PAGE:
We are
at a crossroads when this tradition of liberal ideals and theories about
society still serves as the basis of thinking but in reality has lost
much of its vitality.

Rather
than making redundant the underpinning democratic principles of freedom
of expression, equality and order, we have to find new ways to give them
life. Uplifting the media to a central role in the discussion of what
it means to be a citizen in a democracy is not to deny the underlying
commercial imperative, but to restate the importance of its social role
and seek a way of skilfully blending them both. As the prominent Irish
jurist Sean Macbride wrote:

The
freedom of a citizen or social group to have access to communication
both as recipients and contributors, cannot be compared to the freedom
of an investor to derive profit from the media. One protects a fundamental
human right, the other permits the commercialisation of a social need.

Media
and human rights

Justice
Richard Goldstone who is currently conducting the war crimes tribunal
in the Hague said, 'Show me a country without a free press, and I will
show you a country where human rights are trampled upon'.

Despite
my sober views of the changes that have occurred and are occurring within
Australia's media, it is true that the media continues to have a huge
impact in shaping, influencing and changing public opinion. It remains
a primary source of information for many. For those of us working in the
field of human rights it is a crucial instrument to master. An ability
to access the media is critical because, at best, the media:

  • reflects the views
    of society and influences the shaping of those views
  • it can influence
    the outcome and direction of debates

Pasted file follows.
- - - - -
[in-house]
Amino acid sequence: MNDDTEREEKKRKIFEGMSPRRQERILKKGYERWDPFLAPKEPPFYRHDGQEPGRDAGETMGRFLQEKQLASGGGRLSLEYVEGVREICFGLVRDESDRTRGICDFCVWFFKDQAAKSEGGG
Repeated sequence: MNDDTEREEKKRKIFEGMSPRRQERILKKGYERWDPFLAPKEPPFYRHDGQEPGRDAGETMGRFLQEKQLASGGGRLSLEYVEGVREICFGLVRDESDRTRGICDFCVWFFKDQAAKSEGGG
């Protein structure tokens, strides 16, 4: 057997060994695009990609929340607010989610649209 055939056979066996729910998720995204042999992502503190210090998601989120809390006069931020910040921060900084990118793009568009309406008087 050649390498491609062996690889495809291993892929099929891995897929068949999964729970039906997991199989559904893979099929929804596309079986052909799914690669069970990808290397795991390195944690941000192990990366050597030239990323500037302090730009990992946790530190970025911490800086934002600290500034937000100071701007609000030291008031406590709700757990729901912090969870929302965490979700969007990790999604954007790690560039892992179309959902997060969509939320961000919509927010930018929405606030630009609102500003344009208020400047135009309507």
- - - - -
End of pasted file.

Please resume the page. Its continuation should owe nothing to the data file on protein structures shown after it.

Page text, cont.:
• it can influence
    government policy through editorial comment and by generating response
    from readers, viewers and listeners
  • it can inform
    its audience about developments within government policy, and
  • it assists, through
    responsible reporting and analysis, the setting of acceptable standards
    of human rights practices within which our society endeavours to operate.

Media
and coverage of Aboriginal issues

The
challenge for many human rights offices - whether they be in Australia
or the Phillippines or elsewhere - is to get media coverage that educates
the community and catalyses social change.

I believe
that it is important that we access the media strategically. We have to
know how the media works in order to exploit it. What hierarchy of values
exist within a media organisation? What are the issues that obtain news
coverage priority? How do journalists, producers and editors choose which
topics will get exposure and which don't?

In addressing
these questions I want to specifically discuss how the media in Australia
covers human rights issues involving Indigenous peoples.

It has
been said of the news, 'the worse it is, the better it is'. The journalist
always 'prefers a murder to a suicide, and both to a wedding'.

The
media thrives on conflict. Conflict is what inspires the daily production
of thousands of words, images and sound grabs across Australia every day.
Consistently, predictably, we the audience, consume and we, as Aboriginal
people, participate in a media agenda ruled by conflict.

The
media, undeniably, has a crucial role in Aboriginal affairs. Non Indigenous
peoples most often form their opinions of us by what they read, see and
hear. How journalists, broadcasters, columnists and others report race
issues shapes and changes public opinion and policy.

However,